Milford School Board talks changes, security

The Milford School Board voted to decrease the number of Board members from eight to seven at its regular meeting on Monday night, citing voting difficulties and state regulations as factors in the decision.

“The state requires a minimum of five board members. We have eight now,” Superintendent Dr. Phyllis Kohel explained. “Having an even number of Board members becomes troublesome when voting.”

She said Senator Gary Simpson has agreed to sponsor legislation to make that change.

“He believes it would be advantageous to change it to an odd number,” she added.

The next spot on the Board up for election is an at-large seat currently held by Patrick Emory, who seconded the motion during the meeting to approve the legislation request and will not seek re-election in 2016 when his term expires.

Although the Board approved the motion, the issue could be revisited in the future to further reduce the amount of board members.

“Based on our seat expirations, Senator Simpson said we could come back at a later date if we wanted to go down to five members,” Dr. Kohel said.

Uniform policy changes

Students may see changes to the current dress code policy soon thanks to feedback submitted by each school in the district.

Recommended changes include allowing corduroy or cotton pants instead of only khakis and loosening the rules requiring belts for secondary students wearing pants with belt loops.

Oxford style shirts would also be allowed if the changes are adopted by the Board.

The Board will revisit the full list of potential changes at the next regular Board meeting to be held on Tuesday, Jan. 16.

The dress code policy was last updated in 2012.

Security Updates

Updated cameras at Benjamin Banneker Elementary School have helped in the identification and arrest of “a few folks who were messing with the janitor’s cars,” according to Supervisor of Building & Grounds Dr. Glen Stevenson who hopes to update the hardware at the high school as well.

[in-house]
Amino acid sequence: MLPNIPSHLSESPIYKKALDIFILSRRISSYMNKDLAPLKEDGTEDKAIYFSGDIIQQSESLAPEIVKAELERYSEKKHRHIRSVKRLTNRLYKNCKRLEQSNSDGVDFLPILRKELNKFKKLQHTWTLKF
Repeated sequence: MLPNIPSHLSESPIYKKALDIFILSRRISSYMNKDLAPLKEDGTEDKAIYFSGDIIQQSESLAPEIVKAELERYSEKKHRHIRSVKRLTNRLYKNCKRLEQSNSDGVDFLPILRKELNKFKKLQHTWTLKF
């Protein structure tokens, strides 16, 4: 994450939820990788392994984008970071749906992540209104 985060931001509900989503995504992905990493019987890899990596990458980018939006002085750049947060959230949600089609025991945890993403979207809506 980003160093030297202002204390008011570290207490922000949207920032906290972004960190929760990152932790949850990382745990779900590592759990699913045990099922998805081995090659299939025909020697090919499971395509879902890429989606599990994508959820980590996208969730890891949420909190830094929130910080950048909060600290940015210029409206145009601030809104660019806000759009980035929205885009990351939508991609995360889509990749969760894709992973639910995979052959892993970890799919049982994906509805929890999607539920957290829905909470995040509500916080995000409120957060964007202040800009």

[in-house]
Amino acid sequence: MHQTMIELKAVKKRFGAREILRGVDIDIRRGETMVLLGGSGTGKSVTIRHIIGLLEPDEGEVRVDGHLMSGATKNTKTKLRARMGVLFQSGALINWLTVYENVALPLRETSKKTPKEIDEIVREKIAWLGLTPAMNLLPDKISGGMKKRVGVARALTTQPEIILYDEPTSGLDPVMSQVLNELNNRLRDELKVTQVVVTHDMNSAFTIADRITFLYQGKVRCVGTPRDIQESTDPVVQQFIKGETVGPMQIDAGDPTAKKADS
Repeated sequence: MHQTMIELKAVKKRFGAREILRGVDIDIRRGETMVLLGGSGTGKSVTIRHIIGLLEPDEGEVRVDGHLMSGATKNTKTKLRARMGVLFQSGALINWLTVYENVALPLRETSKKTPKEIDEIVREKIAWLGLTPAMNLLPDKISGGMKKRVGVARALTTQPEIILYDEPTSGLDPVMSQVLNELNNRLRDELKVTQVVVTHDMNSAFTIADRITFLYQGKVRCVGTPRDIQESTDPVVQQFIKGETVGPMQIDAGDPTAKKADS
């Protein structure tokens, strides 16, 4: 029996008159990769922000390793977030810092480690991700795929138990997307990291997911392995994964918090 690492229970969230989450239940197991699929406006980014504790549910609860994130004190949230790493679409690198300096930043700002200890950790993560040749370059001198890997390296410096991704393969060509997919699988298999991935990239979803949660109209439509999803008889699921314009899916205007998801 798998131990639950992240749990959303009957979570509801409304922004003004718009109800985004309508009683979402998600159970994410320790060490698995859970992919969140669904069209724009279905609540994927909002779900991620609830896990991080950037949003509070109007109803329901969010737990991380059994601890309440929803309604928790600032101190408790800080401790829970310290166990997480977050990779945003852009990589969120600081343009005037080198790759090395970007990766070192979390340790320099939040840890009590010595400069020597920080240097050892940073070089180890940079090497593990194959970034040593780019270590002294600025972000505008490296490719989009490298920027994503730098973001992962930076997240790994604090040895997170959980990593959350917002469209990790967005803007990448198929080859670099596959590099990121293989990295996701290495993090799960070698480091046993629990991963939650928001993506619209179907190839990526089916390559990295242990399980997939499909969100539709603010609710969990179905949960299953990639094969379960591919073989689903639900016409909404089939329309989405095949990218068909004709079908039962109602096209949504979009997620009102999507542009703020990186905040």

“Now they know we have the means to id them. That’s helped greatly,” he said. “Better, newer cameras have made a night and day difference.”

The high school currently has over 40 cameras, he quoted, and staff hopes to add a few more to the list.

He said there are no cameras near the girls’ locker room, the boiler room or in the stairwells to name a few places.

“That would give the principal more means to see what’s going on,” Board member Eugene Rust said of adding cameras to those areas.

New cameras for the entire high school could cost around $70,000 Dr. Stevenson estimated for which $35,000 is still available from last year’s budget along with more from this year’s budget, he said.

He suggested moving the cameras currently located at the high school to Lulu Ross and Morris elementary schools, estimating the cost at another $50,000 per school should the Board decide to replace the cameras at those locations instead.

Public input sought

The Board would like to receive input from the public regarding the old Milford Middle School building and a new building for either a middle or high school. A public meeting has been tentatively scheduled for Wednesday, Feb. 10 at 6:30 p.m.

Jennifer Antonik can be reached at

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